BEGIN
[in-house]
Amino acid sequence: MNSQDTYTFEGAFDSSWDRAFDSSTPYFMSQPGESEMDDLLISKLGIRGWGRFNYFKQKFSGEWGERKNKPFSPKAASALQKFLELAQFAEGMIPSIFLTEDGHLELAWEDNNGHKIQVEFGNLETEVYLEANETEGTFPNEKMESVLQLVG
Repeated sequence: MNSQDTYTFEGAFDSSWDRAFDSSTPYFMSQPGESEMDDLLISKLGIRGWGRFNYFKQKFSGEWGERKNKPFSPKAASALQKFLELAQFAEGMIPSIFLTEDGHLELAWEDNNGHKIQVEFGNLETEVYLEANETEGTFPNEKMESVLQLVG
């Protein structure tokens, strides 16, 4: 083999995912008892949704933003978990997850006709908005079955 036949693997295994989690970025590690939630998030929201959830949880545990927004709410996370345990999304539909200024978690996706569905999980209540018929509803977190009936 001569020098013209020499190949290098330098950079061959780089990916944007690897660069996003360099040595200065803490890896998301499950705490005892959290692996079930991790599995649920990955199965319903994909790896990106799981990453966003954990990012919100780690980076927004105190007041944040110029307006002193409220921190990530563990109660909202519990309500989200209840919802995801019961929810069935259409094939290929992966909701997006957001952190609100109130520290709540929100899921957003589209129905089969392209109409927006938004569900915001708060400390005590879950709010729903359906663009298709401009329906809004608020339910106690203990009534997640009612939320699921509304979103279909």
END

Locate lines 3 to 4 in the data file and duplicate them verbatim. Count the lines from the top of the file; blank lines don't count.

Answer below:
Repeated sequence: MNSQDTYTFEGAFDSSWDRAFDSSTPYFMSQPGESEMDDLLISKLGIRGWGRFNYFKQKFSGEWGERKNKPFSPKAASALQKFLELAQFAEGMIPSIFLTEDGHLELAWEDNNGHKIQVEFGNLETEVYLEANETEGTFPNEKMESVLQLVG
């Protein structure tokens, strides 16, 4: 083999995912008892949704933003978990997850006709908005079955 036949693997295994989690970025590690939630998030929201959830949880545990927004709410996370345990999304539909200024978690996706569905999980209540018929509803977190009936 001569020098013209020499190949290098330098950079061959780089990916944007690897660069996003360099040595200065803490890896998301499950705490005892959290692996079930991790599995649920990955199965319903994909790896990106799981990453966003954990990012919100780690980076927004105190007041944040110029307006002193409220921190990530563990109660909202519990309500989200209840919802995801019961929810069935259409094939290929992966909701997006957001952190609100109130520290709540929100899921957003589209129905089969392209109409927006938004569900915001708060400390005590879950709010729903359906663009298709401009329906809004608020339910106690203990009534997640009612939320699921509304979103279909």